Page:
New ways of working that local NHS chiefs were forced to find during the pandemic to overcome mistrust in medics from some communities will be used to help tackle major health inequalities. The Covid mass vaccination programme has seen 2.3 million doses administered to residents in Bristol, North Somerset and South Gloucestershire (BNSSG), including 38,000 in outreach clinics targeting people with traditionally poor access to services.
But much of this success only happened after the region’s health bosses made the “shocking” discovery that trust in doctors and nurses among some groups is very low, so they came up with innovative methods to “get jabs in arms”, a health board heard. One main tactic involved handing control to community leaders to persuade neighbours to get vaccinated, and now this could be adopted to target disparities in other areas of health, including the heart, mental wellbeing and services for pregnant women and new mums.
Existing projects focusing on a single goal will be brought together to support individuals, families and communities, a meeting of BNSSG Integrated Care Board (ICB) was told on Thursday. Covid-19 vaccination programme lead Clare Armour said: “There is a lot of learning in terms of our approach, our culture and how we ran the programme that could be captured and used for the future.
Read more: How health chiefs overcame vaccine “hesitancy” by diverse communities
“We knew we had to get jabs in arms as fast as possible without leaving anyone behind – everything we did was focused on that single goal. We adjusted our programme to meet local needs.
“What is really at the heart of this is the real need to build trust with our communities, and the way we start to build that trust is to work with those groups and community leaders because they are the messengers, they are the people who are trusted by the local communities.” She said the first outreach clinic was at a Bristol mosque where its leaders told the health team to leave everything to them except the vaccinations.
“That was really scary because it wasn’t our natural way of working, but we did and within 24 hours they had booked 400 people and had a waiting list,” Ms Armour said. “That learning about handing control and power over to a community really drove our whole approach.
“In some communities, vaccination is not popular, so it was really important we wrapped vaccination up with other services that did matter to people and that we genuinely listened and understood what was happening to people in their lives.” BNSSG chief nurse Anne Morris told the meeting: “We don’t want this learning to be lost.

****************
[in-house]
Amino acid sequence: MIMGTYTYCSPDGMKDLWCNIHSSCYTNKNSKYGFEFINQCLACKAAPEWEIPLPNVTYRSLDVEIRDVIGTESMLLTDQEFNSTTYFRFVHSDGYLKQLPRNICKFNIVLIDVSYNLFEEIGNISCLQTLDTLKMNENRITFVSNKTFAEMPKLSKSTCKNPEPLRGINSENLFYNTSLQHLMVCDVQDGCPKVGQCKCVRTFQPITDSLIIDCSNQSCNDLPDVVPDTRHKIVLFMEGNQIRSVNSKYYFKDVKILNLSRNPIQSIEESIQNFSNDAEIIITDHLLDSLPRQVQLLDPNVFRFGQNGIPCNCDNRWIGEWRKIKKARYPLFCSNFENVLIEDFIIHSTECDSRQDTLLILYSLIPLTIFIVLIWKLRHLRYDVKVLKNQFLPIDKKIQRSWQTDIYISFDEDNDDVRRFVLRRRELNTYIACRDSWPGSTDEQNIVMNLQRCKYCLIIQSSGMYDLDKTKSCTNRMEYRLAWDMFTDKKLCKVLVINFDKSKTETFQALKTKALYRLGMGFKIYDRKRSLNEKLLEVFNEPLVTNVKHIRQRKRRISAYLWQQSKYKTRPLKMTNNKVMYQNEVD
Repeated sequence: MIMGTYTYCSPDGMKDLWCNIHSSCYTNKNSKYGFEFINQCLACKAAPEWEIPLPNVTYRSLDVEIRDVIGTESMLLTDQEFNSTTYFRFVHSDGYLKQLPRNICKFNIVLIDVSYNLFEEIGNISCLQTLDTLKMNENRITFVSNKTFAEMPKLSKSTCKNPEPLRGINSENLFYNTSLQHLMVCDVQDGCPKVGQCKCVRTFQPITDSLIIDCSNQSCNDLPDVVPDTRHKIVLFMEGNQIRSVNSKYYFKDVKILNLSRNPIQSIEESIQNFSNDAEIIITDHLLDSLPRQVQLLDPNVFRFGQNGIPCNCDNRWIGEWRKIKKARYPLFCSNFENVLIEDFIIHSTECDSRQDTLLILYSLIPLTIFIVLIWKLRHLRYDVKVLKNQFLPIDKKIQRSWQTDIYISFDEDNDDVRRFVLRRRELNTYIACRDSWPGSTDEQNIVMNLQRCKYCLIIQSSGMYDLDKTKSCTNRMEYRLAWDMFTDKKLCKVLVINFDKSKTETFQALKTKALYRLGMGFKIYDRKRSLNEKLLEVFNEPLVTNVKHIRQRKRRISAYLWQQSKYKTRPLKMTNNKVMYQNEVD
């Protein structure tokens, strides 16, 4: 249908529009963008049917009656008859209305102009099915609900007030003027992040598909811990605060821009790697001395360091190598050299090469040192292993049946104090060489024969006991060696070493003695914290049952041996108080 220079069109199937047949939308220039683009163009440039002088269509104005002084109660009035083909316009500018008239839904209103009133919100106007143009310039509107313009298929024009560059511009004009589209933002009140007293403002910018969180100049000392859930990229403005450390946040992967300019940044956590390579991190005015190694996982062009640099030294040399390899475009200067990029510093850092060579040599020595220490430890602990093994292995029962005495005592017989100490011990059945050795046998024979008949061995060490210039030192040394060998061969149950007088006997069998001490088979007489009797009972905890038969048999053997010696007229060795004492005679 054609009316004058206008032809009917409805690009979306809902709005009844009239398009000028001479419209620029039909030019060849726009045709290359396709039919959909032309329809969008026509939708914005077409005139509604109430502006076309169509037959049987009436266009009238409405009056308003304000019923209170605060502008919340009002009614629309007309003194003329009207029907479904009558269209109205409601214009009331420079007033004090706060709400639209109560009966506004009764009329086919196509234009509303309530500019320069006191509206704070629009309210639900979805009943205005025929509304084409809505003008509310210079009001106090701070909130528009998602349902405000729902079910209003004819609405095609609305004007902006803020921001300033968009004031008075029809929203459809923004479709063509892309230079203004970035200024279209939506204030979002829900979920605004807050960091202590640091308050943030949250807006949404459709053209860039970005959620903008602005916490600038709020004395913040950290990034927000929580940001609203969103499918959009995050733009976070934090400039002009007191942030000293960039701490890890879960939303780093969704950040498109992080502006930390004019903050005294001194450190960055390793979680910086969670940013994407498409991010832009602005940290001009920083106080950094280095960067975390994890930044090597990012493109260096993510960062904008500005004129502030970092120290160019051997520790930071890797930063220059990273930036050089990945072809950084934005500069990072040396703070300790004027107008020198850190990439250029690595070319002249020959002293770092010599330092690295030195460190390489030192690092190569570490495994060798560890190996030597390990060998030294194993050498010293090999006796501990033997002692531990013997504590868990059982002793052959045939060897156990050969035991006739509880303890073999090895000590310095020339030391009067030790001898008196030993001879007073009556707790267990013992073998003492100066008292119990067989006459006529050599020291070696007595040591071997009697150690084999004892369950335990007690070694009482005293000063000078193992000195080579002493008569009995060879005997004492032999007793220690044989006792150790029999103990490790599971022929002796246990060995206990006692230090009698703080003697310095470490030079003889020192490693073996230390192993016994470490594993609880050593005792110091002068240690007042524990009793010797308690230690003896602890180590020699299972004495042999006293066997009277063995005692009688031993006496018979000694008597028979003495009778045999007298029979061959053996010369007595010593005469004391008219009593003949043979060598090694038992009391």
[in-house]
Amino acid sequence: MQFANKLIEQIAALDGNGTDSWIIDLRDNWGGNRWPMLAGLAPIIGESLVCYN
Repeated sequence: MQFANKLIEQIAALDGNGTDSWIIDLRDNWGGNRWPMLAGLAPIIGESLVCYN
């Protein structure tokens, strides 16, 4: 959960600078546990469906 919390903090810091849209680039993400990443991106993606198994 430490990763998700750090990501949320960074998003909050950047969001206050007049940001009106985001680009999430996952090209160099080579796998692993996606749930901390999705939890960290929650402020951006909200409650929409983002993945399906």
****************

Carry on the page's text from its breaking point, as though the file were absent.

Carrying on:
“This is about communities and what they need. We know what might work in Bristol won’t necessarily work in South Gloucestershire.
“We did some insight work with one community and what we found was their lack of trust in the health service, which I found quite disturbing as a nurse. They do not trust GPs, they do not trust nurses, they trust community volunteers.
“That came across really strongly and it’s really shocking.” She said the pandemic taught them new ways of doing things that had continued and would be used to tackle other health inequalities.
The ICB – which replaced the CCG in July – is about to roll out coronavirus booster jabs to the first eligible cohorts and is urging people to take up the offer. BNSSG clinical director for the vaccination programme Dr Geeta Iyer said after the meeting: “Vaccination works, and I strongly encourage everyone who is eligible for a seasonal covid-19 booster or flu vaccine this autumn to take up the offer.
“It will help protect them and their loved ones over the winter months. I’d also like to remind everyone that it’s not too late to come forward for any of your Covid vaccines, including first, second or first booster doses.
“We understand some people will take longer to choose whether or not to have the vaccine and they are very welcome at any of our clinics. Information about all the ways you can have your Covid vaccinations in our area can be found at www.grabajab.net”
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